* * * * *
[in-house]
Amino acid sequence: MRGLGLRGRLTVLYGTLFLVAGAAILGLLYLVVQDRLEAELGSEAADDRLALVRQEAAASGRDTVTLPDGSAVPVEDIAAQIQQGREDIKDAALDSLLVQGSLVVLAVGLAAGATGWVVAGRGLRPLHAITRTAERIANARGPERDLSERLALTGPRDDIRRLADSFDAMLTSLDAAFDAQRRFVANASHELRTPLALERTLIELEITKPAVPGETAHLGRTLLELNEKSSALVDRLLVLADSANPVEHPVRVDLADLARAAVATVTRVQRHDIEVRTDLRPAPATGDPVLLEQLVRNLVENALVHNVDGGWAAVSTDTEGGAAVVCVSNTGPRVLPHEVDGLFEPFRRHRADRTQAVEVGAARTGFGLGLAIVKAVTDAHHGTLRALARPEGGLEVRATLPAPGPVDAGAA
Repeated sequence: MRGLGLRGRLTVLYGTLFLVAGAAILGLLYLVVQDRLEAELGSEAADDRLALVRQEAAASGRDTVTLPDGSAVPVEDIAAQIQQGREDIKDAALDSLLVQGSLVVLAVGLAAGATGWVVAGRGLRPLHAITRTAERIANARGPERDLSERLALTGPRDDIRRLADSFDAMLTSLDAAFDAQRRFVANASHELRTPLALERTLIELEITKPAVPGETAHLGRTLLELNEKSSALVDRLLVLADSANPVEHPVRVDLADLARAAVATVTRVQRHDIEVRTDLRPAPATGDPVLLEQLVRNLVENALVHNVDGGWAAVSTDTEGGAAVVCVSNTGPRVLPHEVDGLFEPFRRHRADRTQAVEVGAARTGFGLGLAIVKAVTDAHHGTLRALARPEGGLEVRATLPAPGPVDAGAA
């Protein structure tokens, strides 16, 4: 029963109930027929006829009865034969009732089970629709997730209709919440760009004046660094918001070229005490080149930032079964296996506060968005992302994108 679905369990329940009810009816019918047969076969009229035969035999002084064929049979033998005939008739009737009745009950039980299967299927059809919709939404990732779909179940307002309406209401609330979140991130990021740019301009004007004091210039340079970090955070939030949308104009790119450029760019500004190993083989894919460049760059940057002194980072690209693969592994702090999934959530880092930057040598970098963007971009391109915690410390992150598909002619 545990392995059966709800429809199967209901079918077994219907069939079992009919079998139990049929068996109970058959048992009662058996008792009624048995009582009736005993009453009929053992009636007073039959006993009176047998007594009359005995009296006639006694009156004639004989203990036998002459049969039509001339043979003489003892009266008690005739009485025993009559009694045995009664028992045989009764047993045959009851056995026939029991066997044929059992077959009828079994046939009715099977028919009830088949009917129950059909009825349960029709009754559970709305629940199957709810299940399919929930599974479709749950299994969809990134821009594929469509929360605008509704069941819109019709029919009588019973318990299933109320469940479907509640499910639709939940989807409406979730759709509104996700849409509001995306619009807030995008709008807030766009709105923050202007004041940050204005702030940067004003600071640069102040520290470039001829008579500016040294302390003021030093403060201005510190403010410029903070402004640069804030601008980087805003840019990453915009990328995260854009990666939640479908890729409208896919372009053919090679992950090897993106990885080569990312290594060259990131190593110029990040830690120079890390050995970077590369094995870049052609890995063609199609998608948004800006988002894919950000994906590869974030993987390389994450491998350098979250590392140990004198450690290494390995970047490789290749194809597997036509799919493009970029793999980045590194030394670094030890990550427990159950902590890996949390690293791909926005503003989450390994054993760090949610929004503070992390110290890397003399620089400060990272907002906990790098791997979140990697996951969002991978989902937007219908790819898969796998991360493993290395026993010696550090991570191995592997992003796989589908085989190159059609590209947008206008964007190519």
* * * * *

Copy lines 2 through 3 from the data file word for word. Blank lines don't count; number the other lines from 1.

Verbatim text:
Amino acid sequence: MRGLGLRGRLTVLYGTLFLVAGAAILGLLYLVVQDRLEAELGSEAADDRLALVRQEAAASGRDTVTLPDGSAVPVEDIAAQIQQGREDIKDAALDSLLVQGSLVVLAVGLAAGATGWVVAGRGLRPLHAITRTAERIANARGPERDLSERLALTGPRDDIRRLADSFDAMLTSLDAAFDAQRRFVANASHELRTPLALERTLIELEITKPAVPGETAHLGRTLLELNEKSSALVDRLLVLADSANPVEHPVRVDLADLARAAVATVTRVQRHDIEVRTDLRPAPATGDPVLLEQLVRNLVENALVHNVDGGWAAVSTDTEGGAAVVCVSNTGPRVLPHEVDGLFEPFRRHRADRTQAVEVGAARTGFGLGLAIVKAVTDAHHGTLRALARPEGGLEVRATLPAPGPVDAGAA
Repeated sequence: MRGLGLRGRLTVLYGTLFLVAGAAILGLLYLVVQDRLEAELGSEAADDRLALVRQEAAASGRDTVTLPDGSAVPVEDIAAQIQQGREDIKDAALDSLLVQGSLVVLAVGLAAGATGWVVAGRGLRPLHAITRTAERIANARGPERDLSERLALTGPRDDIRRLADSFDAMLTSLDAAFDAQRRFVANASHELRTPLALERTLIELEITKPAVPGETAHLGRTLLELNEKSSALVDRLLVLADSANPVEHPVRVDLADLARAAVATVTRVQRHDIEVRTDLRPAPATGDPVLLEQLVRNLVENALVHNVDGGWAAVSTDTEGGAAVVCVSNTGPRVLPHEVDGLFEPFRRHRADRTQAVEVGAARTGFGLGLAIVKAVTDAHHGTLRALARPEGGLEVRATLPAPGPVDAGAA